It’s pretty much a guarantee that issuing a non-apology won’t achieve the result of bringing a month-old controvery under control; instead, it’s very likely to anger all the people who were offended in the first place.

HT: Olivia Hunt.

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From President Obama’s speech on drones and national security today:

It is a hard fact that U.S. strikes have resulted in civilian casualties, a risk that exists in all wars. For the families of those civilians, no words or legal construct can justify their loss. For me, and those in my chain of command, these deaths will haunt us as long as we live…

Let us remember that the terrorists we are after target civilians, and the death toll from their acts of terrorism against Muslims dwarfs any estimate of civilian casualties from drone strikes…”

He feels pretty bad about it, but really the terrorists should feel worse.

So, there’s that.

Niall Ferguson apologized today for recently making a series of bizarre “off-the-cuff” comments about John Maynard Keynes that were publicized and pretty much universally decried:

I had been asked to comment on Keynes’s famous observation “In the long run we are all dead.” The point I had made in my presentation was that in the long run our children, grandchildren and great-grandchildren are alive, and will have to deal with the consequences of our economic actions.

But I should not have suggested – in an off-the-cuff response that was not part of my presentation – that Keynes was indifferent to the long run because he had no children, nor that he had no children because he was gay. This was doubly stupid. First, it is obvious that people who do not have children also care about future generations. Second, I had forgotten that Keynes’s wife Lydia miscarried.

My disagreements with Keynes’s economic philosophy have never had anything to do with his sexual orientation. It is simply false to suggest, as I did, that his approach to economic policy was inspired by any aspect of his personal life.

This is a promising apology from a prominent person who made a public misstep, which (as readers of the Terrible Apologies blog well know) is pretty rare. But then Ferguson goes and messes it up:

As those who know me and my work are well aware, I detest all prejudice, sexual or otherwise.

With this sentence, Ferguson effectively excuses himself rather than waiting for the people he offended to excuse him after he has apologized. Others might have said, “We forgive you because you’ve issued a compelling apology and because, of course, we know from our interactions with you or your work that you detest all prejudice.” Or they might not have. But nothing good can come of someone who says something prejudiced then proclaiming that he isn’t at all prejudiced. It just rings impossibly hollow when someone says, “I’m obviously not racist …” or “I am well known for having a high opinion of several Jews ….”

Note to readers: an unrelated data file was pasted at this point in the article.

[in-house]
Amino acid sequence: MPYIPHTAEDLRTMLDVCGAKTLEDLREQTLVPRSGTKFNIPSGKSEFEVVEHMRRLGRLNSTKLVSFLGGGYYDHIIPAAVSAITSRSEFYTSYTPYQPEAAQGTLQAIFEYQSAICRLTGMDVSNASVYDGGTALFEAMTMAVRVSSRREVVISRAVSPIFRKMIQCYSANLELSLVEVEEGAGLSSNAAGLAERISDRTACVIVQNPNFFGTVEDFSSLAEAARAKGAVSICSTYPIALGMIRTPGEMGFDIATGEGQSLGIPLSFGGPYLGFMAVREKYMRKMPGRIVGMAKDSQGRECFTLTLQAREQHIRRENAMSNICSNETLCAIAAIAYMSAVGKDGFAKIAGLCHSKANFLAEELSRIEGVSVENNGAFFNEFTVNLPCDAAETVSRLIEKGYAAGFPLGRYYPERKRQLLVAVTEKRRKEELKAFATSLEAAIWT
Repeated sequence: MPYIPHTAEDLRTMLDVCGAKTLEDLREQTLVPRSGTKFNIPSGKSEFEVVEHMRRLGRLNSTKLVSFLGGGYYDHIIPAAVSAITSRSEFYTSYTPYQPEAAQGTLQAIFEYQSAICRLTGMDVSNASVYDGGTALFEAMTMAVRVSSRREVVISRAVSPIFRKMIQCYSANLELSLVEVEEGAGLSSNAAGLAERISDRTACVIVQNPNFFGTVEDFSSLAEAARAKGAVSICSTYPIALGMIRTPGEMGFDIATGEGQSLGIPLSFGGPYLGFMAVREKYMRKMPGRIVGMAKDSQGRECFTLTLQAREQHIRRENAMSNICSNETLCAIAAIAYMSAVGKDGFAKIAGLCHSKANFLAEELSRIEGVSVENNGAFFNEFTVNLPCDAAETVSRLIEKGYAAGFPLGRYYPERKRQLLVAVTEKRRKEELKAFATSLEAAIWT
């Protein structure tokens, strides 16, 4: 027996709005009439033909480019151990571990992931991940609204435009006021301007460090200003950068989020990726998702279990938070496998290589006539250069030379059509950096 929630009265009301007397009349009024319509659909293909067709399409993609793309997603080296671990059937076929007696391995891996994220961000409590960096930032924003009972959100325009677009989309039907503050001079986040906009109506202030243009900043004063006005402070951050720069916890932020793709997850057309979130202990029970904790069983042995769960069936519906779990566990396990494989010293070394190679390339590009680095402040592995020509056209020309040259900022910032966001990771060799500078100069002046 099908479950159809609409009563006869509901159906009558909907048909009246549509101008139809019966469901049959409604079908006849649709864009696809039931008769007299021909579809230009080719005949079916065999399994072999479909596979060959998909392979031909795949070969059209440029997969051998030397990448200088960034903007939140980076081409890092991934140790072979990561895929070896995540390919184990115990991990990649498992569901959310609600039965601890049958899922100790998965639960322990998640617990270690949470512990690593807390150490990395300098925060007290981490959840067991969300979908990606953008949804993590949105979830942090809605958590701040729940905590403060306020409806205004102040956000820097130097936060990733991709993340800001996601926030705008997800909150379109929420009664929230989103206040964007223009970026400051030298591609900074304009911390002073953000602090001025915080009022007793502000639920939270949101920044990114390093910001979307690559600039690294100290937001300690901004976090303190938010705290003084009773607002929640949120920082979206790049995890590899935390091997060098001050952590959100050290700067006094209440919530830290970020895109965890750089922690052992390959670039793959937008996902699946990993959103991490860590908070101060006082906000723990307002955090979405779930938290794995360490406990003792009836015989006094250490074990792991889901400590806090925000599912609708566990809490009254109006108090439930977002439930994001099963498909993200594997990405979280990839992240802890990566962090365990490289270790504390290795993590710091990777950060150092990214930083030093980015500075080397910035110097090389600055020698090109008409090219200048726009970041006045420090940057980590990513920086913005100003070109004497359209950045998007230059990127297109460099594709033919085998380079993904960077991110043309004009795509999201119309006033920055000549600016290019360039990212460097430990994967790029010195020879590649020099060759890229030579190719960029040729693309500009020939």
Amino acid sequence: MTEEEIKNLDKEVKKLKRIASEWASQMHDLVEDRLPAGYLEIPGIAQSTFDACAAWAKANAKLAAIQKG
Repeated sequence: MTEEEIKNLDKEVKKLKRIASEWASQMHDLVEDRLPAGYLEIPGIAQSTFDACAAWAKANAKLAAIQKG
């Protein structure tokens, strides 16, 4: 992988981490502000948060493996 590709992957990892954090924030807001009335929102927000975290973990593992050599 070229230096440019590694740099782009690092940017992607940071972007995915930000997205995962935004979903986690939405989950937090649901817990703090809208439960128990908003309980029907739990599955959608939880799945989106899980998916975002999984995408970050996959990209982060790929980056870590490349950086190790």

Whatever comes next is bound to be bad news.

If you’ve done something wrong, it’s best to simply say, “I’ve done something wrong and I’m terribly sorry for it” rather than to explain that you’re really not the sort of person who does these wrong things. If you’re really not that sort of person, you either wouldn’t have said the sort of offensive thing you said or people who know you would be rushing forward to explain that you’re really not this sort of person.

In short, excusing yourself in the middle of “An Unqualified Apology” really just provides a big qualifier for that apology.

[Cross-posted at my blog]

A Republican lawmaker from Arkansas upset both Bostonians and non-Bostonians from both sides of the aisle this morning after he felt the need to tweet a pro-gun message around the time two armed police officers were being shot in their pursuit of the Boston Marathon bombing suspects.

He later pulled the tweet and “apologized,” as seen above … though his apology is for timing rather than content (which, apparently, he thinks is still totally appropriate). He also included this observation:

"I don’t regret the content as much as I regret the timing," Bell, R-Mena, told The Associated Press. "I really didn’t think about it going to Boston and was generally expressing my personal view of how I would have felt in that situation myself."

[…]

"I was basically just expressing my frustration, I guess, if I had been a person who was living there last night and my elected officials had prevented me from being able to defend myself and my family," Bell told the AP. "I would have felt pretty powerless and wanted to express that."

A better apology would have been much shorter and to the point, “I am extremely sorry for expressing what can only be called a ghastly opinion at what can only be called the worst possible time. Next week, I’ll go back to expressing my various ghastly opinions and I’m pretty sure none of you will notice since you didn’t really seem to notice before.”

This might be the most stunning one minute video I’ve seen.

The Republican Co-Majority Leader of the Oklahoma House of Representatives casually apologized yesterday for casually using an antisemitic slur during a debate on a bill to repeal an old law prohibiting retailers from selling their items at a loss.

[…]